There is a reason so many businesses are moving to the cloud today, and it’s not just about data storage. Companies are seeing great benefits when leveraging applications in the cloud, although it is important to consider cloud security protocols before making the move. This includes understanding what risks are involved.
The Four Control Levels
Begin by developing a list of cloud security objectives. From IT security in the general sense to accountability, liability, integrity, and confidentiality, understanding these objectives is vital in establishing a cloud security protocol. The Information Systems Audit and Control Association says there are four essential IT resources that are divided into four control levels: applications, infrastructure, information, and people.
The Three Reference Models
These four control levels define general and cloud-specific security. There are also three cloud reference models: Platform as a Service (PaaS), Software as a Service (SaaS), and Infrastructure as a Service (IaaS). With IaaS, the cloud vendor is responsible for the physical or virtual infrastructure. The PaaS model has the cloud provider managing the entire infrastructure, which includes all databases and middleware. With SaaS, the cloud provider offers infrastructure and applications, but the consumer adds the data.
Application and Infrastructure Security
Also important is application and infrastructure security. Responsibility is shared in the SaaS environment. Because the user controls the data and the cloud service provider is in charge of the application, it’s necessary to apply security measures, including secure deployments, protections from threats and manipulation, vulnerability testing, and source code analysis.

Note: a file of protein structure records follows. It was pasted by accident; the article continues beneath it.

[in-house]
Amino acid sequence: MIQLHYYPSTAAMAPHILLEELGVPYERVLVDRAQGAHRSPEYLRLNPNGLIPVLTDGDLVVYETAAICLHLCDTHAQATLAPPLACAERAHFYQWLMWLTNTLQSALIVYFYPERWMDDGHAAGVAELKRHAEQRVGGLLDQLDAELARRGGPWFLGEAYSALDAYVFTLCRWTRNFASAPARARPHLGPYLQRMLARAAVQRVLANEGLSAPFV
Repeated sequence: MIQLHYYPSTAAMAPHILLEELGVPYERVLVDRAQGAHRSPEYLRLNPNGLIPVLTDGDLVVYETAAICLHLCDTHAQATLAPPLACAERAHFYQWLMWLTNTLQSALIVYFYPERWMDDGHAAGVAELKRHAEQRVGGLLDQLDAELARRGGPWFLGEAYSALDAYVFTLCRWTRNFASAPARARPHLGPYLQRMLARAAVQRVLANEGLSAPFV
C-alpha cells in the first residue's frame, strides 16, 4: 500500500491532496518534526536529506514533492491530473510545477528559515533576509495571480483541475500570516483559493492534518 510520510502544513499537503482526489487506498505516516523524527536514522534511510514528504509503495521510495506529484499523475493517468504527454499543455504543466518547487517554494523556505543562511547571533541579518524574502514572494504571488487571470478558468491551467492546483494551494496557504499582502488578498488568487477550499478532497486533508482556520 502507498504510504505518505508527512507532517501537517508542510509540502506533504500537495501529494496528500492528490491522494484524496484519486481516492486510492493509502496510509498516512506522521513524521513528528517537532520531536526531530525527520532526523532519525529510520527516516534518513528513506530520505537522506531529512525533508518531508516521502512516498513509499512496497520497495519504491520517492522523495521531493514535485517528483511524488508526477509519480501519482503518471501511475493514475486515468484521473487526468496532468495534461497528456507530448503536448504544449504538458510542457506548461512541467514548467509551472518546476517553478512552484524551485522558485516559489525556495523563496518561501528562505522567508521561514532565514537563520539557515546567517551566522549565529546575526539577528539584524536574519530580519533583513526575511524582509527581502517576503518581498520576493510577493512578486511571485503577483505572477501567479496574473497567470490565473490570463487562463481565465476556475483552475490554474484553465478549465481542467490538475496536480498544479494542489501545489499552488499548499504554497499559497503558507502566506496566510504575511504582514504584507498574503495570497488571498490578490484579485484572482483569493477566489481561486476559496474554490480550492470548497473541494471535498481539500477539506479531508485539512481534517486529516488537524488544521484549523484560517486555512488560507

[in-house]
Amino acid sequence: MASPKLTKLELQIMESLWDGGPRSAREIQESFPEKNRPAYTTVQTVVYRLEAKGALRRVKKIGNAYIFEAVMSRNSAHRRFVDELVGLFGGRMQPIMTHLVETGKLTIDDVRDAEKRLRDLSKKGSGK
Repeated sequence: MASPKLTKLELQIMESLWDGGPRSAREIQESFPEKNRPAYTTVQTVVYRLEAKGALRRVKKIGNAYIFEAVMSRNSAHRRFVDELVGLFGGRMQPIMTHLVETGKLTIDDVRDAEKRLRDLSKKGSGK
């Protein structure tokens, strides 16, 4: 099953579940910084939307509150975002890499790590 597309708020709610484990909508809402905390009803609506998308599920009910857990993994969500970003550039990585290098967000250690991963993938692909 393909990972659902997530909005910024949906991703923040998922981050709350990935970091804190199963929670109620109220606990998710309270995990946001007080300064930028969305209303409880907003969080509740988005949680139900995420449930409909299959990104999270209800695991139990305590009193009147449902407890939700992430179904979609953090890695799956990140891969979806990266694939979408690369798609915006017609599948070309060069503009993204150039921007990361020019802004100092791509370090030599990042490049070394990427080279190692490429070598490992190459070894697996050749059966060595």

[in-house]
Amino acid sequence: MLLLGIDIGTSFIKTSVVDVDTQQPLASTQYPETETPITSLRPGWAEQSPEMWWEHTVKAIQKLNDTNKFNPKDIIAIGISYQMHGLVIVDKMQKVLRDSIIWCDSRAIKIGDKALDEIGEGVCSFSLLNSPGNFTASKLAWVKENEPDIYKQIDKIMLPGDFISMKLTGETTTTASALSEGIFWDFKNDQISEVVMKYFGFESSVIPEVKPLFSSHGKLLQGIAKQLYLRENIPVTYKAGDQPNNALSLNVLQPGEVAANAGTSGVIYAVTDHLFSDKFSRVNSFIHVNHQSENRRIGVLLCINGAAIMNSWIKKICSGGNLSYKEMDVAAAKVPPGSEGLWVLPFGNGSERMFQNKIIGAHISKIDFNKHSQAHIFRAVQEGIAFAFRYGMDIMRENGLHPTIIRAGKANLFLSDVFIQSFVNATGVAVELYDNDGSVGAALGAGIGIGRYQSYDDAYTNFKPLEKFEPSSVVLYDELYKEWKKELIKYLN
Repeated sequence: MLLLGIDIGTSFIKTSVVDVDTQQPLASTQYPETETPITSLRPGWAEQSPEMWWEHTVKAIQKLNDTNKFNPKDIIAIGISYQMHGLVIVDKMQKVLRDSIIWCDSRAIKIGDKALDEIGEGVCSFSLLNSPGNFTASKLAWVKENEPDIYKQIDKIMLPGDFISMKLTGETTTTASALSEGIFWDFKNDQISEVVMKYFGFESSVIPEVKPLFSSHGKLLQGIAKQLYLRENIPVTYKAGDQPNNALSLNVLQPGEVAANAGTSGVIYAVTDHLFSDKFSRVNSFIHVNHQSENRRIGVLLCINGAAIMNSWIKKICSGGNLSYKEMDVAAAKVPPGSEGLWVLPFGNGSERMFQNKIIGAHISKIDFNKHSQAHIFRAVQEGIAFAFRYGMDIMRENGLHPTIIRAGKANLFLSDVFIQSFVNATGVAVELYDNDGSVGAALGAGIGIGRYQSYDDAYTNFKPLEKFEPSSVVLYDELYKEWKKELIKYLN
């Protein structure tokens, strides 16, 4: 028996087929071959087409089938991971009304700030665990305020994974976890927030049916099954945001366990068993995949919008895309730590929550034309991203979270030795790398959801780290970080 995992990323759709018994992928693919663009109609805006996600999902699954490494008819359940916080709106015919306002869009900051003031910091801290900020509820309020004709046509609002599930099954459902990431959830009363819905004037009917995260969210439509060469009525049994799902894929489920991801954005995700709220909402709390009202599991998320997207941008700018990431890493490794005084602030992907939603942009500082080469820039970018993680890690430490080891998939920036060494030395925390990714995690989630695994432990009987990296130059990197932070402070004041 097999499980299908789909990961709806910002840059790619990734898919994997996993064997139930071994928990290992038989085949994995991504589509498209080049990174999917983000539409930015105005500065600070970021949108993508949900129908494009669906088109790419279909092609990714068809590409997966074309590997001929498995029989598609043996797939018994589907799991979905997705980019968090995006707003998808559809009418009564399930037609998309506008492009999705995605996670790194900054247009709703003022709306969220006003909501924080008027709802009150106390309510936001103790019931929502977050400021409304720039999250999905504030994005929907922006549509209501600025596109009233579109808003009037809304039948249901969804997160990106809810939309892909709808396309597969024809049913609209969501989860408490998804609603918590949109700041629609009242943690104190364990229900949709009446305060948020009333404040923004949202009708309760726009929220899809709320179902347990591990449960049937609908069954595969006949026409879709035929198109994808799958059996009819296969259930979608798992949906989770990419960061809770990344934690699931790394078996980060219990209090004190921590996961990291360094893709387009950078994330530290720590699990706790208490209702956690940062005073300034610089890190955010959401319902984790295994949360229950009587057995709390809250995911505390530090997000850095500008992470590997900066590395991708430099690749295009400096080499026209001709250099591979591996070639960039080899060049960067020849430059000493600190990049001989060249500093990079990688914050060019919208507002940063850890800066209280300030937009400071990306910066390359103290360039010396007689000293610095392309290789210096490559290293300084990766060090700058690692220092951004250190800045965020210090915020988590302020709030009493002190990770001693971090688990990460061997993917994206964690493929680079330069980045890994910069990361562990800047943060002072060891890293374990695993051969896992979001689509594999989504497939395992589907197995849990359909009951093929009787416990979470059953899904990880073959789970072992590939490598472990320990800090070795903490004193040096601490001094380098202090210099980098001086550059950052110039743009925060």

You also want to look at security layer infrastructure, which includes measuring endpoint security, network security, physical security, and communication encryption. Again, you have to look at this in terms of reference models. With SaaS, the cloud consumer is in charge of endpoint security. With IaaS, the cloud user is in charge of communication encryption and network security. With PaaS, accountability goes to the provider because they have the appropriate security technologies.
Since cloud security planning is a team effort, it’s important to remember that all the security measures you put toward IT infrastructures are also put toward cloud security. Deciding who controls each component of the cloud infrastructure is crucial because it defines everything about how security measures are applied.
At One Connect, we take cloud security very seriously. From existing service audits to new network design to ongoing account management and support, our clients know they can always count on us. Contact us today and let’s talk about cloud security and how we can protect your data and ability to provide services.